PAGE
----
The statistics speak for themselves: in 2019, 5% of the UK’s workforce was mainly working from home (WFH) – by May 2020 that percentage stood at 44%.
WFH used to be a benefit typically reserved for older, more experienced or professional workers. In the space of a few weeks, it became the new norm as the country locked-down.
This will have been many people’s first experience working somewhere other than an office – how might this affect them?
The good news from pre-lockdown research is that we know that people who WFH report being more satisfied with their job than people working in offices and get promoted as frequently.
Even better is that these workers are rated as more productive.
Not only that, but people who WFH also report greater commitment or loyalty to their organisations.
This is partly down to the greater autonomy that people experience over how and when they work, and the flexibility to balance work and home commitments.
This, together with things like less rigid schedules and lower commuting times means that people WFH typically report better work-life balance and lower stress.
This is all positive and it seems that during lockdown most organisations have managed to move staff to home working easier than they expected and feel that productivity has held-up.
So, is the genie is out of the bottle, do we need offices if people are happier and as productive at home…?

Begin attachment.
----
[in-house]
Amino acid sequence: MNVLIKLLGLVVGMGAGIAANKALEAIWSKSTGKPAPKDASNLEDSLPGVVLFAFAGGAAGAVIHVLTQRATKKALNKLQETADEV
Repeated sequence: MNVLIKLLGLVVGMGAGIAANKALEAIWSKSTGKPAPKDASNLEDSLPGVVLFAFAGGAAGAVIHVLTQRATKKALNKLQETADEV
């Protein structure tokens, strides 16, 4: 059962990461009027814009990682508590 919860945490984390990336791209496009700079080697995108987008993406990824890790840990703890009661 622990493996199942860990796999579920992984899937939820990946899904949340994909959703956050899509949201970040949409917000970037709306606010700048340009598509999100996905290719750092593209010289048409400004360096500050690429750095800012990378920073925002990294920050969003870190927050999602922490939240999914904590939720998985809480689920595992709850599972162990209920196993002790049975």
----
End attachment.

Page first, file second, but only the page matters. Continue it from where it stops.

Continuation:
Unfortunately, the gains from WFH don’t come entirely without risks. People who WFH often report working longer or antisocial hours.
We also frequently hear people who WFH complain that they find it difficult to separate work and home, to switch off from email and to physically “get away from the office” (particularly when the office is, say, your kitchen).
It also looks likely that how much you WFH is important - job satisfaction starts to drop once they work more than 15 hours per week from home.
Once you go beyond 2.5 days a week WFH, relationships with colleagues also seem to take a hit.
Being out of the office is linked to a sense of missing out on professional opportunities and networking.
This suggests there may be a tipping point at which the flexibility and other benefits of homeworking may be offset by difficulties such as maintaining work relationships and loss of face-to-face interactions.
Maybe you can have too much of a good thing….
For companies this matters, as personal relationships are linked to trust and information sharing, key for innovation, quality and more.
Leeds University Business School research has shown the impact that changes in physical distance and location make to social networks, advice seeking and knowledge sharing.
Other research shows that technologies such as email and video conferencing help to mitigate this (although not entirely) and people can struggle to understand “who knows what”.
This can slow decision-making or prevent people getting the information they need.
Lockdown is not normal and neither is WFH at the moment. Some of the costs to companies and their staff – such as product innovation and staff burnout - may take time to show.
People who are enjoying WFH may grow bored and yearn for the routine and interaction of the office.
It seems unlikely that everyone will willingly go back to being in an office full-time.
There will be trade-offs between what’s best for an individual and for their employer.
Employees will need a reason to “go to work” and that means offices need to change.
This is exciting - it allows us to rewrite what it means “to work” and to think again about how we balance work and home-life.
The home working revolution is perhaps just beginning.